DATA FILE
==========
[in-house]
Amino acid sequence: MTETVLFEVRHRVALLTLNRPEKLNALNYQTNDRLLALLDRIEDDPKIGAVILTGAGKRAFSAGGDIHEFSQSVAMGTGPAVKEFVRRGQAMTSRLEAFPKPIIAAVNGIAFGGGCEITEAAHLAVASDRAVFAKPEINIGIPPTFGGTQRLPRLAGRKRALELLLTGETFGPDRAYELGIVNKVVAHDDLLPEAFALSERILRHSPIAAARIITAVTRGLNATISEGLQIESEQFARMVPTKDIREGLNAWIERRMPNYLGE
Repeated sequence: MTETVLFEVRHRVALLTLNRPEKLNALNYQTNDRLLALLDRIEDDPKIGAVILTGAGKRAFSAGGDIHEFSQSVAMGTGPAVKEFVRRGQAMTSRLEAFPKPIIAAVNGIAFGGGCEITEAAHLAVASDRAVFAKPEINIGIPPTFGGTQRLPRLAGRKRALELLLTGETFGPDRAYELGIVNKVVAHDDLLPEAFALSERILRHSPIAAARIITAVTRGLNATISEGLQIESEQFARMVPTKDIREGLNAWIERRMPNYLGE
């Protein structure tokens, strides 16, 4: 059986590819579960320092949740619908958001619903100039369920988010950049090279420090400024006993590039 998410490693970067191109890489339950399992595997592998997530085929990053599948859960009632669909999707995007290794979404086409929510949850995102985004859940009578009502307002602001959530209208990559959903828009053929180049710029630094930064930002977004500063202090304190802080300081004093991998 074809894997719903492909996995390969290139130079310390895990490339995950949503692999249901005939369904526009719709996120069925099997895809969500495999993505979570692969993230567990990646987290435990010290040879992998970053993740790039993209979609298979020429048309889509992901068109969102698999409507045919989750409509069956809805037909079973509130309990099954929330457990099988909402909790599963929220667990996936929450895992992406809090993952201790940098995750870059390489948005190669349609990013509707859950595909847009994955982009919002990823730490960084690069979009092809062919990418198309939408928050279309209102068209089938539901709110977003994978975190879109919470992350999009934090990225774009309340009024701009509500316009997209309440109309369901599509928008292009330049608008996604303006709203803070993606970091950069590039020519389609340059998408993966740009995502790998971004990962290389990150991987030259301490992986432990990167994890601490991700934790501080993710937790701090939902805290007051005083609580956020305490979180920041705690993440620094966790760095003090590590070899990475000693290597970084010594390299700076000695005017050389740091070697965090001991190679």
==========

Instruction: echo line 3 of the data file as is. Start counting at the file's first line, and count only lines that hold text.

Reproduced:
Repeated sequence: MTETVLFEVRHRVALLTLNRPEKLNALNYQTNDRLLALLDRIEDDPKIGAVILTGAGKRAFSAGGDIHEFSQSVAMGTGPAVKEFVRRGQAMTSRLEAFPKPIIAAVNGIAFGGGCEITEAAHLAVASDRAVFAKPEINIGIPPTFGGTQRLPRLAGRKRALELLLTGETFGPDRAYELGIVNKVVAHDDLLPEAFALSERILRHSPIAAARIITAVTRGLNATISEGLQIESEQFARMVPTKDIREGLNAWIERRMPNYLGE